CBD contains substances known as cannabinoids, natural compounds that interact with the receptors of the endocannabinoid system. This network of receptors is scattered across the body, where it regulates a wide array of functions that include mood, pain and inflammation, and cell growth. When the abnormal cells that cause skin cancer grow, the endocannabinoid system isn’t functioning properly.
Studies have shown that CBD can help endocannabinoid receptors return to normal function and halt the progress of skin cells that are turning cancerous. Early evidence indicates that cannabinoids work to “regulate cell-survival and cell-death pathways differently in tumor and non-tumor cells,” suggesting that compounds like CBD can possibly be used to target cancerous growths without damaging healthy cells. A 2013 study reported that 90% of skin cancers could be mitigated using synthetic cannabinoids. In this preliminary research, CBD has shown promising results in preventing the growth and metastasization of cancer cells, providing a potential alternative to traditional treatments like chemotherapy without harmful side effects.
It’s important to note that many of these studies have been conducted on animals, and research on the link between CBD and skin cancer remains in the very early stages of development. One 2017 report noted that “preliminary studies have suggested cannabis and its derivatives might have use in acne, dermatitis, pruritus, wound healing, and skin cancer. Further well-controlled studies are required to explore these potential uses.”
CBD Treatment for Skin Cancer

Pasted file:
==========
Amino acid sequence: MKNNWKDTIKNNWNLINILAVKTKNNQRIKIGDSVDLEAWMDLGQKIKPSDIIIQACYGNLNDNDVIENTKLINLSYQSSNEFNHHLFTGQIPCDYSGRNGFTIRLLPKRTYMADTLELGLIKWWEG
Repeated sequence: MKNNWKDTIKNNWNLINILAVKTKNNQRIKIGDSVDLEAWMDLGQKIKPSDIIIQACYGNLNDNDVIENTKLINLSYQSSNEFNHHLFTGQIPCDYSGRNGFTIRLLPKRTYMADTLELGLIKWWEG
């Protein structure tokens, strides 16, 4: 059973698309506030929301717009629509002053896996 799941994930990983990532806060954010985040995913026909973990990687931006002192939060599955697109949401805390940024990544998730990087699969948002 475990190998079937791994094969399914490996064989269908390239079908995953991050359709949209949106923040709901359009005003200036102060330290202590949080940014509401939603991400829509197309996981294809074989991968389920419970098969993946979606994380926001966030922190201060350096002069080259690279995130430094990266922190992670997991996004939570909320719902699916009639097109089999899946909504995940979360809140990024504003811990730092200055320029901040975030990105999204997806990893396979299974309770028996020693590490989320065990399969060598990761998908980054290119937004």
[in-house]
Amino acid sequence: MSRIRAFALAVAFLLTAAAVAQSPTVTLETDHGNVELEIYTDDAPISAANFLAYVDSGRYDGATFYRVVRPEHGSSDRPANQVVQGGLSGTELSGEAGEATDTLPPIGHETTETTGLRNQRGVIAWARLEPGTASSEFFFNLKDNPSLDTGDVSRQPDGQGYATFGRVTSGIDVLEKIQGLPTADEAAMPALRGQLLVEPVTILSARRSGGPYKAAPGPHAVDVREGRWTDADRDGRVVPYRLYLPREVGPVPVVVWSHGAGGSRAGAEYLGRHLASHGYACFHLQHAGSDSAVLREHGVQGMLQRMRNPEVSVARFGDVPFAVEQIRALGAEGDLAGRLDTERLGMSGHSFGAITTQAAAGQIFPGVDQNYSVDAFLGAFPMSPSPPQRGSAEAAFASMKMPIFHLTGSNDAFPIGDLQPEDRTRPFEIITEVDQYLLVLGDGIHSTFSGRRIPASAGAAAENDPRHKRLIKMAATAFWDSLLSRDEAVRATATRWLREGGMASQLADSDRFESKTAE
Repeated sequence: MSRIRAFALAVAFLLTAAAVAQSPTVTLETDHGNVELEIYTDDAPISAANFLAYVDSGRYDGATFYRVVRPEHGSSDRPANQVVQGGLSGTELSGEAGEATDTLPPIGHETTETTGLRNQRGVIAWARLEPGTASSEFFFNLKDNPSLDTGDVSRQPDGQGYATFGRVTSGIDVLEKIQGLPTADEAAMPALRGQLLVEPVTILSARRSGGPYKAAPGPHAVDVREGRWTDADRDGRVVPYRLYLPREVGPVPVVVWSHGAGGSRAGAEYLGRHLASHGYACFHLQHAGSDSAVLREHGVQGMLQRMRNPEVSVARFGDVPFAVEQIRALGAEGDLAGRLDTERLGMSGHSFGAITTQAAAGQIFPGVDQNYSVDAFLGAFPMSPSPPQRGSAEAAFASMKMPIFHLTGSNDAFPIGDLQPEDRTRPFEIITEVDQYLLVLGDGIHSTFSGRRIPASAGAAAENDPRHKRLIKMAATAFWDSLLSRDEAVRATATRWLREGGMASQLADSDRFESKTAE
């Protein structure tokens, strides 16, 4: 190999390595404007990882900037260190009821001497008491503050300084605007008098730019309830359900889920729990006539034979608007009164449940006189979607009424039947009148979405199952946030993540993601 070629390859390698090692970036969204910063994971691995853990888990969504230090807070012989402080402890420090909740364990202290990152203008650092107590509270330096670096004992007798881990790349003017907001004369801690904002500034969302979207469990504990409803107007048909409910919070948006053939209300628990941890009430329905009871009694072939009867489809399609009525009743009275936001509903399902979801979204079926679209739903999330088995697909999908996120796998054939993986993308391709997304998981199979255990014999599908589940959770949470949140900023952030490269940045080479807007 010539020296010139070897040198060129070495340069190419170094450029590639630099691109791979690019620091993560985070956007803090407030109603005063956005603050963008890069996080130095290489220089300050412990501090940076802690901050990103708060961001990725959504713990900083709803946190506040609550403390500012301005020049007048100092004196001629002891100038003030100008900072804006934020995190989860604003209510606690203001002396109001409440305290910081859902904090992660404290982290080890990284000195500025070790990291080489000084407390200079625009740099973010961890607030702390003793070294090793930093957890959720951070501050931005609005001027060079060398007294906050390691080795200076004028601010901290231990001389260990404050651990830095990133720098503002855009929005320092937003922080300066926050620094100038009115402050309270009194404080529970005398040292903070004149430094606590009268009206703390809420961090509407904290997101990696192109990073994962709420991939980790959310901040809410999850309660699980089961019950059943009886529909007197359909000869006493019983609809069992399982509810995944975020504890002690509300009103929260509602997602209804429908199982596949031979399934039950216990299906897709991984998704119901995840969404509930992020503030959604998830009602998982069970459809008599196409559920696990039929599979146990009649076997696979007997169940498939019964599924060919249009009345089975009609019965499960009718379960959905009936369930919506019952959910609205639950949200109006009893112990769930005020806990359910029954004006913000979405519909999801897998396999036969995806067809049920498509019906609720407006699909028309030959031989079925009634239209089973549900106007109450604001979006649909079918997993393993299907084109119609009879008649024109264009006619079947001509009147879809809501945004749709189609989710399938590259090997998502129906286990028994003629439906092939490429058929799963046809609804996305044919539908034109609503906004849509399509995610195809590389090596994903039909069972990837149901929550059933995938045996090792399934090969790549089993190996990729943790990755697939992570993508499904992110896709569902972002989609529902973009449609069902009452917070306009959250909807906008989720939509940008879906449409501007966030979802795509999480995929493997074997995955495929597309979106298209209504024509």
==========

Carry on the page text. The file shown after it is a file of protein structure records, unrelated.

Because research is not yet definitive, CBD should not be used as an alternative to more established cancer treatments. However, thanks to its minimal side effects and limited interactions with other drugs, it could be a beneficial supplement to traditional treatment options.
If you have interest in incorporating CBD into a skin cancer treatment plan, it’s best to start by consulting your doctor. He or she can make sure CBD is safe for you to use, review the latest research, and help you find a place for CBD in your cancer-fighting arsenal.
For most patients, a CBD salve for skin cancer may be the most direct treatment option. A CBD balm for skin cancer can be applied to the affected area, delivering the highest possible concentration of cannabinoid-rich CBD. In addition, you may consider an ingestible form of CBD, which can be taken in the form of oil, pills, or gummies. While there is no set serving size of CBD for adults, experts recommend 10 to 20mg per day, or a ratio of 1 to 6mg per 10 pounds of body weight, as a safe starting point. You can also consult the packaging of most commercially available CBD products for recommended serving sizes.
While current research has not yet established CBD as an alternative to traditional skin cancer treatment, early studies suggest that it may have valuable potential to arrest the growth of cancer in many patients. While further research is being conducted, CBD can be used as a supplemental treatment for those diagnosed with skin cancer.
These statements have not been evaluated by the Food and Drug Administration. Products discussed are not intended to diagnose, treat, cure, or prevent any disease.